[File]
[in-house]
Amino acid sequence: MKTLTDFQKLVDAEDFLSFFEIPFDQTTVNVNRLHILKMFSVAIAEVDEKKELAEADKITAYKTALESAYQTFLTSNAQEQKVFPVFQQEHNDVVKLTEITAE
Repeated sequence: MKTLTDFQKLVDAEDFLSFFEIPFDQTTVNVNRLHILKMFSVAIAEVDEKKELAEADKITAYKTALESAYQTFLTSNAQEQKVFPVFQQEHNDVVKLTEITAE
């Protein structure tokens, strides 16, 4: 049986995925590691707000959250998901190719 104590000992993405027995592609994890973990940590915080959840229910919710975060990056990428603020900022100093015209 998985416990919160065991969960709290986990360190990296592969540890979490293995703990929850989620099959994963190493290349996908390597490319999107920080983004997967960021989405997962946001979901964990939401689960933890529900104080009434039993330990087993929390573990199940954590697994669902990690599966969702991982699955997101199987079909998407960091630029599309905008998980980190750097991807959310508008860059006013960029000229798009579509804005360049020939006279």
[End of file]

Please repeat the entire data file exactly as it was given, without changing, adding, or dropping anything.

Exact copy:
[in-house]
Amino acid sequence: MKTLTDFQKLVDAEDFLSFFEIPFDQTTVNVNRLHILKMFSVAIAEVDEKKELAEADKITAYKTALESAYQTFLTSNAQEQKVFPVFQQEHNDVVKLTEITAE
Repeated sequence: MKTLTDFQKLVDAEDFLSFFEIPFDQTTVNVNRLHILKMFSVAIAEVDEKKELAEADKITAYKTALESAYQTFLTSNAQEQKVFPVFQQEHNDVVKLTEITAE
């Protein structure tokens, strides 16, 4: 049986995925590691707000959250998901190719 104590000992993405027995592609994890973990940590915080959840229910919710975060990056990428603020900022100093015209 998985416990919160065991969960709290986990360190990296592969540890979490293995703990929850989620099959994963190493290349996908390597490319999107920080983004997967960021989405997962946001979901964990939401689960933890529900104080009434039993330990087993929390573990199940954590697994669902990690599966969702991982699955997101199987079909998407960091630029599309905008998980980190750097991807959310508008860059006013960029000229798009579509804005360049020939006279």